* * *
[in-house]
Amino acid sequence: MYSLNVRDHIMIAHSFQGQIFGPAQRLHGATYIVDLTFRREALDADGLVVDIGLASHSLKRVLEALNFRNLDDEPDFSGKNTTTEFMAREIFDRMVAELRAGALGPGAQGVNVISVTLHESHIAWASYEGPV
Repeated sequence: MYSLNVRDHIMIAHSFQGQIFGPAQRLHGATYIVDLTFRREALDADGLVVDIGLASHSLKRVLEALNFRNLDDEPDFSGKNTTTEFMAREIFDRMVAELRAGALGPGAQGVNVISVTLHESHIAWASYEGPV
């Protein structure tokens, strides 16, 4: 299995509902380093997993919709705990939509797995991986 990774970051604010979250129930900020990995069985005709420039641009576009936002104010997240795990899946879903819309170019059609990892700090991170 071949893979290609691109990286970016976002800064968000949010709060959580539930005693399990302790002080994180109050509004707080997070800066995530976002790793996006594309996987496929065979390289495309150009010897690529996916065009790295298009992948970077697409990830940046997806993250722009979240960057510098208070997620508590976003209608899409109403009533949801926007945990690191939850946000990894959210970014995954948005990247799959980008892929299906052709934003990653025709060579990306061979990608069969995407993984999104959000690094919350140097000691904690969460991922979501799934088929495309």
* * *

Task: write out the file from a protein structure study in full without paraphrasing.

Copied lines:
[in-house]
Amino acid sequence: MYSLNVRDHIMIAHSFQGQIFGPAQRLHGATYIVDLTFRREALDADGLVVDIGLASHSLKRVLEALNFRNLDDEPDFSGKNTTTEFMAREIFDRMVAELRAGALGPGAQGVNVISVTLHESHIAWASYEGPV
Repeated sequence: MYSLNVRDHIMIAHSFQGQIFGPAQRLHGATYIVDLTFRREALDADGLVVDIGLASHSLKRVLEALNFRNLDDEPDFSGKNTTTEFMAREIFDRMVAELRAGALGPGAQGVNVISVTLHESHIAWASYEGPV
């Protein structure tokens, strides 16, 4: 299995509902380093997993919709705990939509797995991986 990774970051604010979250129930900020990995069985005709420039641009576009936002104010997240795990899946879903819309170019059609990892700090991170 071949893979290609691109990286970016976002800064968000949010709060959580539930005693399990302790002080994180109050509004707080997070800066995530976002790793996006594309996987496929065979390289495309150009010897690529996916065009790295298009992948970077697409990830940046997806993250722009979240960057510098208070997620508590976003209608899409109403009533949801926007945990690191939850946000990894959210970014995954948005990247799959980008892929299906052709934003990653025709060579990306061979990608069969995407993984999104959000690094919350140097000691904690969460991922979501799934088929495309």